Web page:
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View Diary: More Purple Fingers, to What End? (140 comments)

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  •  I can only think of one response (4.00)
    and it's completely unoriginal.

    Heh.

    "I have a philosophy about elections. I believe issues divide and values unite."--Gov. Brian Schweitzer

    by Joan McCarter on Thu Dec 15, 2005 at 11:54:02 AM PST

    [ Parent ]

    •  We would be bereft (none)
      Without the "Heh"s and comments of Front Page posters. congrats on the front paginess.

      But more topically, let us hope that the results of this election are such that the Iraqis have a government that most of them can get behind and trust as legitimate.  The hardest part about democracy is peacefully accepting the results of the vote when you lose.  Those who have not bought into the process have little incentive to lay down their arms unless they feel that there needs are represented and that they are not powerless.

      I always worry that Democracy there will be difficutl with their tribal, regional, and religious coalitions, but that is rather close to what we still have here.  Somehow voting patterns and race or religion seem to correlate not matter where you are.

      ...in the name of a totalitarian ideology that hates freedom, rejects tolerance, and despises all dissent
      -G.W. Bush
      -7.00 -7.74

      by Luam on Thu Dec 15, 2005 at 12:11:18 PM PST

      [ Parent ]

      •  I can't help but draw parallels to (none)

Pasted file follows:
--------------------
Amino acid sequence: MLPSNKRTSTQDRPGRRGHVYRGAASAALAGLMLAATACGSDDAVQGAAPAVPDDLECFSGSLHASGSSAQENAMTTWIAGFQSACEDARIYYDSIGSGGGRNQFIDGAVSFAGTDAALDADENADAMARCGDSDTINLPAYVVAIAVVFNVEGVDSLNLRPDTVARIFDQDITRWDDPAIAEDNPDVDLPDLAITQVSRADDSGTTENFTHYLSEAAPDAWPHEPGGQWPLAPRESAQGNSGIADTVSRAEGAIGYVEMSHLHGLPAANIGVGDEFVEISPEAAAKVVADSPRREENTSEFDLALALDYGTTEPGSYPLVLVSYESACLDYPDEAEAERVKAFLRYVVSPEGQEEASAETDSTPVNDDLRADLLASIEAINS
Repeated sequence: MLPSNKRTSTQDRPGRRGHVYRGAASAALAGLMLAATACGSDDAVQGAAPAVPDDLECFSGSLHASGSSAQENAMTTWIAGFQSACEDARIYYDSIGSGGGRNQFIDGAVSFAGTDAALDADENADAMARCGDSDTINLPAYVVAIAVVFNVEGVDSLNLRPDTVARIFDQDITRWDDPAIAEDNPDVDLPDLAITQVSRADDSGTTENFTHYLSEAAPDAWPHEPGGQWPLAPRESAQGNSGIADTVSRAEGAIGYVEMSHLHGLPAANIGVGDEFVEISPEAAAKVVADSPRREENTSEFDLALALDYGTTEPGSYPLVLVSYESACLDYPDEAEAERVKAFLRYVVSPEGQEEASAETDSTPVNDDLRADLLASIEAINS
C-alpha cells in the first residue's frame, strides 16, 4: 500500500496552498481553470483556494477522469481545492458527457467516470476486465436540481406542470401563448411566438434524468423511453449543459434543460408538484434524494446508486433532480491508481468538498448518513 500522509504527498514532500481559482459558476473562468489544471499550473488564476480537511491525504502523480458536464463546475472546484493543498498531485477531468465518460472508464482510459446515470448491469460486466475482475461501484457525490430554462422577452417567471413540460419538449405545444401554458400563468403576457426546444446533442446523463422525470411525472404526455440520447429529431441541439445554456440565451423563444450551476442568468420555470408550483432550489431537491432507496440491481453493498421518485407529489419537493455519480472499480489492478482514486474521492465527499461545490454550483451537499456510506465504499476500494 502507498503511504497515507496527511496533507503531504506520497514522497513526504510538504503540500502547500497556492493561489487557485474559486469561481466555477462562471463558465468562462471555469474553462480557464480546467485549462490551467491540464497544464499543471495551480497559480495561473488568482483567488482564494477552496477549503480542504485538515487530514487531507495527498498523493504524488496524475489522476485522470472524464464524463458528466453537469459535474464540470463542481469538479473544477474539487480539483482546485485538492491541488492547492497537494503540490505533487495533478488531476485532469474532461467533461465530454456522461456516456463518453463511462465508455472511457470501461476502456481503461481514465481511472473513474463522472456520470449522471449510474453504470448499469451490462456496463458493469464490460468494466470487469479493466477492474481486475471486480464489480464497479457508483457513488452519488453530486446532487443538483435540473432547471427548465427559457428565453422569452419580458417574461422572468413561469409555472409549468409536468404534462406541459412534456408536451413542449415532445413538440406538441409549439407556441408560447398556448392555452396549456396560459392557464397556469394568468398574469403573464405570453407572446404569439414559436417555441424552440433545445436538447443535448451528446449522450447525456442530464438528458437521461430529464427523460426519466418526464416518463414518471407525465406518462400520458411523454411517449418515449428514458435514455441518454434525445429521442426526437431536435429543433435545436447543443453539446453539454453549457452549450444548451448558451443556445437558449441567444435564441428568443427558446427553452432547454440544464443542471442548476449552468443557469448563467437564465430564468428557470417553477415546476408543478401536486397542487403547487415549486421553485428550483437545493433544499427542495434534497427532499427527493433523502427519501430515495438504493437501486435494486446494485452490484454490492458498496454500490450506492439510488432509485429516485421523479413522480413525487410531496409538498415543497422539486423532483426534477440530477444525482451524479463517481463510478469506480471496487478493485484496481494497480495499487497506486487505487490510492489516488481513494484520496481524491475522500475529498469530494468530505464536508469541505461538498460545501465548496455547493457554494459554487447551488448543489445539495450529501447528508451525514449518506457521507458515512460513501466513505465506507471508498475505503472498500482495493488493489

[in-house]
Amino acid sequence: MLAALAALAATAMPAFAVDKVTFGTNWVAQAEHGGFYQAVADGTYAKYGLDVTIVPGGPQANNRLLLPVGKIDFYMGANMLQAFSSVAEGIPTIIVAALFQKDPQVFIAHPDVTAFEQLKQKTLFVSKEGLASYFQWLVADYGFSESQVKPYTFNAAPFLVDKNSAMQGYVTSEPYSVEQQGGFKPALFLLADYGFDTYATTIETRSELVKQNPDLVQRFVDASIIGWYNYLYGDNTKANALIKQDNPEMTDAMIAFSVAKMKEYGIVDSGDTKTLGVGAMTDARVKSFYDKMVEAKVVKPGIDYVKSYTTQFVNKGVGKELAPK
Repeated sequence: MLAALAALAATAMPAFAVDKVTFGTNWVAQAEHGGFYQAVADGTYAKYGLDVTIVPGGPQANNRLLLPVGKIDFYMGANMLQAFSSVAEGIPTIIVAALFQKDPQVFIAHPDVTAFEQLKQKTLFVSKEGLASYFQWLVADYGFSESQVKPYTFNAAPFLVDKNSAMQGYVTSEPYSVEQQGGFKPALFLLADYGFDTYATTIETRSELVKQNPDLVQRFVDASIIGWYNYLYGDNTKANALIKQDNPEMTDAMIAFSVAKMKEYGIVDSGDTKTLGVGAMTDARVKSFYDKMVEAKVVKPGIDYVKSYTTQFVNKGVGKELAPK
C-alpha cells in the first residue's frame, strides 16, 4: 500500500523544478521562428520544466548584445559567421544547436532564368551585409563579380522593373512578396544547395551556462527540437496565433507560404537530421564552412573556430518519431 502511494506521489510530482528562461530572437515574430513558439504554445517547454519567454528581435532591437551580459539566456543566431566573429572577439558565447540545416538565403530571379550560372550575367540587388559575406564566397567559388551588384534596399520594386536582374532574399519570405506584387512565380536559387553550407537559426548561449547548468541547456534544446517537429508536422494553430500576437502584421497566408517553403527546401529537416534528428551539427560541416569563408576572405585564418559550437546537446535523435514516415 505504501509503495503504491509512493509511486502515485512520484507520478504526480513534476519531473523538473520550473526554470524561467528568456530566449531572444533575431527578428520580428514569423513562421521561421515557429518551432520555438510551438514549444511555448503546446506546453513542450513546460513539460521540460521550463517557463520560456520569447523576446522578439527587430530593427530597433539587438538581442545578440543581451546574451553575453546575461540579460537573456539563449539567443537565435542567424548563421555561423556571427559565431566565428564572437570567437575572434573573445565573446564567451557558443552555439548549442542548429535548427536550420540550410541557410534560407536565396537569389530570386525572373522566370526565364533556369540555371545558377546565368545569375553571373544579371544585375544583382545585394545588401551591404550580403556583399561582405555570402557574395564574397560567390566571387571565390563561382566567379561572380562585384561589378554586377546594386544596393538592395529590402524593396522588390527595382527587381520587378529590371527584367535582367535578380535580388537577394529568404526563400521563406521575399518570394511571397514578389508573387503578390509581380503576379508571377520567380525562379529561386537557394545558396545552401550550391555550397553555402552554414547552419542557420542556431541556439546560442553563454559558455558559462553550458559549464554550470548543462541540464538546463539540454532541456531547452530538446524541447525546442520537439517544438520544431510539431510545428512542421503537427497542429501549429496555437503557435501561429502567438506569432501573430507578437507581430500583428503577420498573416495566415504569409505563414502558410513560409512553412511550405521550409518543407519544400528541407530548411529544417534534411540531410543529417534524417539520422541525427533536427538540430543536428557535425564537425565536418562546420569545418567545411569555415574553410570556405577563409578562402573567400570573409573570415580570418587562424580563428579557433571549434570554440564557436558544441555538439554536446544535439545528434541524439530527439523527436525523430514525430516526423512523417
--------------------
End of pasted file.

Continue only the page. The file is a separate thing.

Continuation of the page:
the former Yugoslavia, from the iron fist required to hold those disparate nationalities and ethnic groups together, to the centuries of hatred between them.

        I really see no way for Iraq to move forward as a single state, barring yet another iron fist. But I'm a pessimist by nature. Let's hope they can prove me wrong.

        "I have a philosophy about elections. I believe issues divide and values unite."--Gov. Brian Schweitzer

        by Joan McCarter on Thu Dec 15, 2005 at 12:27:17 PM PST

        [ Parent ]

        •  Fearing parallels (4.00)
          It is difficult to imagine a governing compromise between the interested groups inside and outside of Iraq.  These people have generations of animosity towards each other, too many of the possible futures involve one group or another oppressing the other two.

          The concentration of oil in the Kurdish region makes a multi-state solution difficult, especially as Turkey does not want to see a Kurdish state on its borders.

          One need to hope for forbearance form a Shi'ite majority who have been oppressed too long by the B'athists.  That may be too much to ask unless the Kurds and Sunni's have enough power in any Democratic body to prevent the Shi'ites from dominating them, or the Shi'ites split into distinct political entities (secular v. religious?)

          Another scant possibility is that they unite in their opposition to US occupation and cooperate long enough for our troops to be withdrawn and the threat of international intervention fades.

          Each of those possibilities are unlikely, but I guess I am less of a pessimist than you.  Enough to help that the lines are askew.

          ...in the name of a totalitarian ideology that hates freedom, rejects tolerance, and despises all dissent
          -G.W. Bush
          -7.00 -7.74

          by Luam on Thu Dec 15, 2005 at 01:23:51 PM PST

          [ Parent ]

        •  Switzerland (none)
          The French & Germans don't like each other but Switzerland is doing OK.

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